The Art of Bonsai


The Art of Bonsai

Bonsai is an original Chinese version of the classic outdoor Chinese art of water garden or Pinyin. The word for Bonsai comes from the characters for bamboo and the Chinese term for the garden and connotes to the art of cultivating miniature natural plants. Unlike traditional lending, which uses ancient methods to create whole natural forests in small containers that imitate real plant life, Bonsai uses simplified techniques that require less maintenance. In fact, the only tools you will need for Bonsai are a container and a source of light. Since most Bonsai trees require partial shade during the day, we planted Bonsai are often placed outside in areas with direct sunlight.

For a long time the art of growing Bonsai has been linked with the spiritual practice in China. Cultivating Bonsai started in the seventh century, when Chinese monks traveled to India and brought with them their expertise in growing Bonsai trees. In the seventh and eight centuries, these monks developed their own system of growing Bonsai in a controlled environment. Over the course of the next thousand years, Chinese scientists developed and passed on their knowledge to the rest of the world, teaching them how to grow Bonsai in special growing trays and pots that mimic the natural growing conditions found in the country they came from. Today, Bonsai are cultivated all over the world, most notably in Japan where there are literally hundreds of specialized gardens full of Bonsai, most of which are created to represent trees from the Japanese language.

While the art of Bonsai may be ancient, it has endured because of its ability to adapt and improve with time. As the art of Bonsai developed, it was able to overcome the natural tendencies for the Bonsai tree to grow crooked and lean, which in turn led to it being categorized as “genetically dwarfed plants.” Because of this, when determining if a Bonsai tree is truly a true Bonsai, or if it is simply an abnormally dwarf version of other plants, there is testing done to determine the ratio of actual root mass to available surface roots.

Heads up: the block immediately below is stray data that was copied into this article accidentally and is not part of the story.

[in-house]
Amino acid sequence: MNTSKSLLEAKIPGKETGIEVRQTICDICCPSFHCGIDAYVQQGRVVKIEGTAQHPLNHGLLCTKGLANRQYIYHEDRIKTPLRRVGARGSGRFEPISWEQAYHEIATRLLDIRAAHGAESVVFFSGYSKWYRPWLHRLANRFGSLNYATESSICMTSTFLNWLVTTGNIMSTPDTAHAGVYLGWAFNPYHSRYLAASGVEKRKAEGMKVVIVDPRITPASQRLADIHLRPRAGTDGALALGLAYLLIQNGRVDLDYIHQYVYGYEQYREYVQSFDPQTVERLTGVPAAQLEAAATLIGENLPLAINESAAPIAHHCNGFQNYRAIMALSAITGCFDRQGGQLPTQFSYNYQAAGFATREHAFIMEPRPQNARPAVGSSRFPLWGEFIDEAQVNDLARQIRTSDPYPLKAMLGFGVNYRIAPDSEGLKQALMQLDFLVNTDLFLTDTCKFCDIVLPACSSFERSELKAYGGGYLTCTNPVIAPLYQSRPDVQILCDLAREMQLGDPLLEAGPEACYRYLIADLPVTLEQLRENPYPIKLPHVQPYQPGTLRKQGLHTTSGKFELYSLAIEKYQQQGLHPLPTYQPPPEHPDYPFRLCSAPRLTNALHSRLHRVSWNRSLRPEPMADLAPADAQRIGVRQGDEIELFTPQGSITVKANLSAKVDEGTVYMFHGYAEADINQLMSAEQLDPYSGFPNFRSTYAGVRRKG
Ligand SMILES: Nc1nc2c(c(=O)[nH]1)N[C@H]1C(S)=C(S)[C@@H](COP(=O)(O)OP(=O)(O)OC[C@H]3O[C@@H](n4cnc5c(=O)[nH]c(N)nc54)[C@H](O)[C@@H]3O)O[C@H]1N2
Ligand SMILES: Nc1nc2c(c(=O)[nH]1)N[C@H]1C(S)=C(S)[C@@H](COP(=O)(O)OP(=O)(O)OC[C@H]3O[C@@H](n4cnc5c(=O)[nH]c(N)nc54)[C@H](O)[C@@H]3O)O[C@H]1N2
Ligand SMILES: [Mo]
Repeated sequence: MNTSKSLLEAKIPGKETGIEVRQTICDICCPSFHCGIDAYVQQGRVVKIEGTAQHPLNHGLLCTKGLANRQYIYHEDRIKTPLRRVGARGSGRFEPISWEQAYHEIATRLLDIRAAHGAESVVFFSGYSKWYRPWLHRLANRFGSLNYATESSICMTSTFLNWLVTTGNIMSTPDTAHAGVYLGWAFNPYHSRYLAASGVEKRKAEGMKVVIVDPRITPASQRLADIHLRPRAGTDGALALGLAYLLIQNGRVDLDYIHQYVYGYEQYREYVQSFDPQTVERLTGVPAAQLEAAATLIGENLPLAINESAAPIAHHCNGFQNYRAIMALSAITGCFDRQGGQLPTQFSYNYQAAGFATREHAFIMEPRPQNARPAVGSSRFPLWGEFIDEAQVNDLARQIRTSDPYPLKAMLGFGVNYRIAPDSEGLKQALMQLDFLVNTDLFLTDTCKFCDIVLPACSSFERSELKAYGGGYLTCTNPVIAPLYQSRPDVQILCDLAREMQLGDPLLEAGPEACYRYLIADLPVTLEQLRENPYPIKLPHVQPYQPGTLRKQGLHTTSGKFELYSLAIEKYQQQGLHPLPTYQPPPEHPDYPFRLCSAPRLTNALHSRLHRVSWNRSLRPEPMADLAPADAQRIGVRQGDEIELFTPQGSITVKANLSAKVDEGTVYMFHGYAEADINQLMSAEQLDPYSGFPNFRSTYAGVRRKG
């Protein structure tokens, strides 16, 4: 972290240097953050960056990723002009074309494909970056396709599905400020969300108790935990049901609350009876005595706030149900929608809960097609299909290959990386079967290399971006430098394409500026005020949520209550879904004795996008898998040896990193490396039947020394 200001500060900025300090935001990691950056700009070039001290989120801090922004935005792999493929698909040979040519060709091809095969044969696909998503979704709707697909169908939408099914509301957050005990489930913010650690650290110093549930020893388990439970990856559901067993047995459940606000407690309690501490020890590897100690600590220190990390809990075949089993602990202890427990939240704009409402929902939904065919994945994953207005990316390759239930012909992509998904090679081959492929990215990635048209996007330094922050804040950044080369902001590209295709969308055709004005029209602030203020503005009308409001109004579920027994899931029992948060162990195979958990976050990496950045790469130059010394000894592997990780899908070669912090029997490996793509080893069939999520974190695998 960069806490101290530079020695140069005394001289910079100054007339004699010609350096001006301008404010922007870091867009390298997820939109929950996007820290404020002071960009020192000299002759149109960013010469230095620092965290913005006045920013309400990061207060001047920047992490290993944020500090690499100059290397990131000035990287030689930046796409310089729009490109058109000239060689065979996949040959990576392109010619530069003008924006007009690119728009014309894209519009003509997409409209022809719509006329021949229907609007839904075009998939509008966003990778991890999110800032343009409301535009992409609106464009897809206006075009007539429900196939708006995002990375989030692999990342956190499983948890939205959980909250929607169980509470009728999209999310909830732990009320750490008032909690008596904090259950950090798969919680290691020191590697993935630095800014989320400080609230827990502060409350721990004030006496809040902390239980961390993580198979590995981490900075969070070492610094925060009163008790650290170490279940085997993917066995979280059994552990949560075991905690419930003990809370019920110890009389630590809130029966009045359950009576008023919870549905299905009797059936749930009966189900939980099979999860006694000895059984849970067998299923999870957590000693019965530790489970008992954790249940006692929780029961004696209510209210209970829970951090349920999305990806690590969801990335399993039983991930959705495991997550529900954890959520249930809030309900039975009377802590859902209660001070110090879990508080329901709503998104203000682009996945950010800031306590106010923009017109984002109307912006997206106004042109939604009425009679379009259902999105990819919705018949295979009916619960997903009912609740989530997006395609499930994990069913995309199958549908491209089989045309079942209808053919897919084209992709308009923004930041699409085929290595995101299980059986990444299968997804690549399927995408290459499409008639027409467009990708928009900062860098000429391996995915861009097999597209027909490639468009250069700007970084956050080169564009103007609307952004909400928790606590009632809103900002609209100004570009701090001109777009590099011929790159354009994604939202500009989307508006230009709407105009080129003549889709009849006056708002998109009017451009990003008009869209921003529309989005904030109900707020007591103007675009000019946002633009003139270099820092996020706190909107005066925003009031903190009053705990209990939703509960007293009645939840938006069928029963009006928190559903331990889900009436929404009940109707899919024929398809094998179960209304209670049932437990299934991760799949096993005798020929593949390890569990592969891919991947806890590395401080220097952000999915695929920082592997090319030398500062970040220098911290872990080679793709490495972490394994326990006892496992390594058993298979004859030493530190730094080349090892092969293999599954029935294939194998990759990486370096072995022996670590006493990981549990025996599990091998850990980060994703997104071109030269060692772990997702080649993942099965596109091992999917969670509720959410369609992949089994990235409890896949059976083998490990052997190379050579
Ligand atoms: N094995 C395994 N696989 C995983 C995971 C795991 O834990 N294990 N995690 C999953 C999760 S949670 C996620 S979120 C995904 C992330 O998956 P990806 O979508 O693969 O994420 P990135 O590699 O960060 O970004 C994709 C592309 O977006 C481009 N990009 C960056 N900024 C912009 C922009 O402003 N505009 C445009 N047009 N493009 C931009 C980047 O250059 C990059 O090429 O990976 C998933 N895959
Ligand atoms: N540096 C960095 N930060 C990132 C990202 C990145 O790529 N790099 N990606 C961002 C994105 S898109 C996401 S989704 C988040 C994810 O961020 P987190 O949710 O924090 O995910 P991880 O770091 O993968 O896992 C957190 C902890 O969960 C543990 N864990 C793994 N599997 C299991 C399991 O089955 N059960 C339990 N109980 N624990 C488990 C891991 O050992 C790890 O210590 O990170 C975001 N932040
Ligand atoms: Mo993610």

When checking to see if a Bonsai tree is truly a true Bonsai, it should have a large number of roots and fewer spores. The reason for the growth rate of Bonsai trees is because the roots are constantly growing, but because the soil is small, it is unable to keep the roots from spreading out. If the roots are allowed to grow unchecked, they will eventually push out all of the available soil, resulting in the Bonsai looking unhealthy and unsightly.

The art of Bonsai planting starts with choosing the most appropriate tree for the setting. There are several different types of Bonsai, including upright, mini and miniature, tropical, potted and wire selections. Each Bonsai style has its own specific unique silhouette that can be accentuated with accessories such as planters and planter boxes. Another way to add interest to an upright Bonsai tree is to add Bonsai accessories, such as planters, wires and rocks.

Miniature Bonsai trees are smaller than their upright counterparts, often no more than seven inches tall. These Bonsai trees are very easy to maintain and can be trained to grow into a specific shape. A common bonsai style for these trees is a trunk with rounded tips, called a miniaturized tree. The roots of a miniature Bonsai can be easily integrated into the overall landscape of the plant, while still allowing the tree to grow into a natural upright position. Miniature trees can also be used to replace smaller trees that have been pruned, cut back or otherwise removed from the landscape.

In contrast, miniature Bonsai trees are typically only a few inches in height. This makes these Bonsai ideal for indoors or windowsill decor, because they require less maintenance than the larger varieties. However, the roots of these dwarf Bonsai trees are still very visible, and their appearance can be altered to enhance the visual qualities of the display. Miniature Bonsai trees are often taken from the nursery or backyard of the owner and then given a more traditional-style trunk and roots to mimic a tree that is at least three feet in height. This allows the Bonsai tree to appear taller and more appealing.

The roots of each Bonsai variety should be observed throughout their lifetime, in order to determine whether the tree has had an impact on the environment and its ecosystem. This allows the owner to establish whether the tree is thriving and needs minimal maintenance or if it needs to be re-landscaped. By mimicking the natural environment of the area in which the Bonsai is kept, the owner can create a Bonsai garden that exhibits the aesthetic qualities of his or her home.